It can't be said which one is absolutely better. It is very important on what you want to emphasis and how you want to express it. I give you an example to show you that in this case the second one works better. Few days ago, I was designing a web page for a software application in which I needed to show the user the following sentence:
It seems that the Fractal Accounting server address has not yet been added to your IE's "Trusted Zone."
Now, you tell me: How can you re-write this sentence in the first form? I mean, where do you put "yet" in a way that reading the sentence would be as smooth as it is now?
In your example, on the other hand, the two expressions give two (slightly) different impressions: "he has not replied yet" means "I still hope that he would reply, because (for example) he is a little busy but will eventually reply, as he always do" while, on the other hand, "he has not yet replied" means something like "I expected a quicker response from him and there are other things that I should do after his replying, but he has not even replied."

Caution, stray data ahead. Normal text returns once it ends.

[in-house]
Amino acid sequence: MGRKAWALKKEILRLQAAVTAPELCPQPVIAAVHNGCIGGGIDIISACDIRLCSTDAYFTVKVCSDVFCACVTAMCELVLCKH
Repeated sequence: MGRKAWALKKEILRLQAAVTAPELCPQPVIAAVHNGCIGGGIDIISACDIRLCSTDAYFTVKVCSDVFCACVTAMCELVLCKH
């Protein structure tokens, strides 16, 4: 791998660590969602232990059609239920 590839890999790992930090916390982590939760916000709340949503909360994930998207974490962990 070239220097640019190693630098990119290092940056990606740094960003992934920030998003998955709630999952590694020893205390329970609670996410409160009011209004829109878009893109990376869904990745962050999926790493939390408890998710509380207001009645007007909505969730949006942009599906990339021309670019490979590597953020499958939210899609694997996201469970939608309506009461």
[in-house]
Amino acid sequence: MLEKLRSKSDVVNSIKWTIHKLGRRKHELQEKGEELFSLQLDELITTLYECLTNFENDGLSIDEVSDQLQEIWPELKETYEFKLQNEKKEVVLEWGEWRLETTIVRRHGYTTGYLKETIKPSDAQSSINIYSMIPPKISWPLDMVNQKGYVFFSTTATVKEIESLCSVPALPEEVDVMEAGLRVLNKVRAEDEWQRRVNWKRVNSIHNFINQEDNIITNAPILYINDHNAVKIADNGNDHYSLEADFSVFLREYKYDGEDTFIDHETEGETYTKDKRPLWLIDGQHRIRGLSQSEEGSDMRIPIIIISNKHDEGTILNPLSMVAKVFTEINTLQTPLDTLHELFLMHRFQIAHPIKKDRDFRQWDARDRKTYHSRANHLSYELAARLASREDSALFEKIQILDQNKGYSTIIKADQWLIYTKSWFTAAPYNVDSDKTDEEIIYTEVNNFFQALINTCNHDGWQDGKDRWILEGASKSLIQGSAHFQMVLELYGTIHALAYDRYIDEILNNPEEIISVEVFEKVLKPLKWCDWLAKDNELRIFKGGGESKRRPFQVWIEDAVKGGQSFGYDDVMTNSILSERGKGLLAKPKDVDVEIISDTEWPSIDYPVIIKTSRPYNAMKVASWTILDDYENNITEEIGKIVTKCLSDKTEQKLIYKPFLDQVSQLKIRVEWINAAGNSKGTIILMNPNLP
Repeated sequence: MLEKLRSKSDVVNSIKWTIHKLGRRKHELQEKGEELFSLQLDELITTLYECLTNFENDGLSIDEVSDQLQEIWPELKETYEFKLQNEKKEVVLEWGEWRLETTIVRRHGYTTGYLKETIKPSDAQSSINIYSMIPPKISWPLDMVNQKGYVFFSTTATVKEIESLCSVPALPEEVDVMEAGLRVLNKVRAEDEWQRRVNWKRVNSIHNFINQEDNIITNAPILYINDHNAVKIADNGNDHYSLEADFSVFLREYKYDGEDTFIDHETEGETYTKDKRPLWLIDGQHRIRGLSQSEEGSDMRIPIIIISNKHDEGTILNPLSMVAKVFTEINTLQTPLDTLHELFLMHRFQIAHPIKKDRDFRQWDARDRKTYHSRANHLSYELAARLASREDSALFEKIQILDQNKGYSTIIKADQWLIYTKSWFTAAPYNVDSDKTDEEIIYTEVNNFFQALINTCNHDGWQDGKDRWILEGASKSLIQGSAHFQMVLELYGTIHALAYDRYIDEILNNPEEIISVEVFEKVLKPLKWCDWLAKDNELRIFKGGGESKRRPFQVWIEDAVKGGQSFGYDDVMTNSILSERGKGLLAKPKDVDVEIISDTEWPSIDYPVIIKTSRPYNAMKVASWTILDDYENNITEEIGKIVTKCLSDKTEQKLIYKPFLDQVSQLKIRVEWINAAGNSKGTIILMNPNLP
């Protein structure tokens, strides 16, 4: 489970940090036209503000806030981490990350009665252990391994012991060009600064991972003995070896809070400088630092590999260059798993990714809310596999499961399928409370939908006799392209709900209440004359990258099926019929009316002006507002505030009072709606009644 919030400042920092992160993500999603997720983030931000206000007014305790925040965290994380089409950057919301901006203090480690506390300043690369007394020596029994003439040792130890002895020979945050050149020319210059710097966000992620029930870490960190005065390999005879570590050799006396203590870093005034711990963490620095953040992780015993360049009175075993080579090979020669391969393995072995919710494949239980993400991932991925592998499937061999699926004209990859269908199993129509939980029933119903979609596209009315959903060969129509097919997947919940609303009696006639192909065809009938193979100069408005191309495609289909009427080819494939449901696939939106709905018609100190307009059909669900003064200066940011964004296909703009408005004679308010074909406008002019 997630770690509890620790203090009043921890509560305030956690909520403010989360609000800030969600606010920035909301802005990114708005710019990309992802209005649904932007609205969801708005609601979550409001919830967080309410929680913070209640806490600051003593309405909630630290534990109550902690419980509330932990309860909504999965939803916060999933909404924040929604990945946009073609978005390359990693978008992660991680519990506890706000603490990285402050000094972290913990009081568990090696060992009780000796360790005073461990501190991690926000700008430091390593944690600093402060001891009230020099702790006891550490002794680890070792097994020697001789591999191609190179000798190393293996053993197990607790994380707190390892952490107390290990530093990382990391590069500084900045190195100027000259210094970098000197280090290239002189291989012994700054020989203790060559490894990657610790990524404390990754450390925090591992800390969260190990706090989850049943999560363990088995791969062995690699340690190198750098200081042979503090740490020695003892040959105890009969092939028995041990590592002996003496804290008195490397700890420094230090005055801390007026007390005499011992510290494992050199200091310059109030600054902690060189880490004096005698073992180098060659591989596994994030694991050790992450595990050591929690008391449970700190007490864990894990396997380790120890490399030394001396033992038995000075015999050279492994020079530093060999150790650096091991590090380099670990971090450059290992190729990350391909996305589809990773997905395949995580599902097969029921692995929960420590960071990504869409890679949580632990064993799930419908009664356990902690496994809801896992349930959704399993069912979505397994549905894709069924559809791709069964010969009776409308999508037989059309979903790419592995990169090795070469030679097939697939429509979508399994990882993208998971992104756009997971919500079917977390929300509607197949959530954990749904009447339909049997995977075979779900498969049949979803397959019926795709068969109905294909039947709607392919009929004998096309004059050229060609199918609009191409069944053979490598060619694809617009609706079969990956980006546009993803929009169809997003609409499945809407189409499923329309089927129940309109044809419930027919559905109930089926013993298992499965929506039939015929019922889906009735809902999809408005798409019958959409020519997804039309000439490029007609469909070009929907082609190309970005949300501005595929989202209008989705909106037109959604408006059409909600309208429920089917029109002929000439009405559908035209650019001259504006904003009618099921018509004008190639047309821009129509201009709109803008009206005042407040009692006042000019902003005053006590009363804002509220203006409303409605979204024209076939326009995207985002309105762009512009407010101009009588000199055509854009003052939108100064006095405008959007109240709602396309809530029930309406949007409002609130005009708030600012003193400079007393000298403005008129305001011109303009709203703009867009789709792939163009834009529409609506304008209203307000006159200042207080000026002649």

In fact, in the first form you emphasize on the time of replying, while in the second form your emphasis is on the "replying" itself.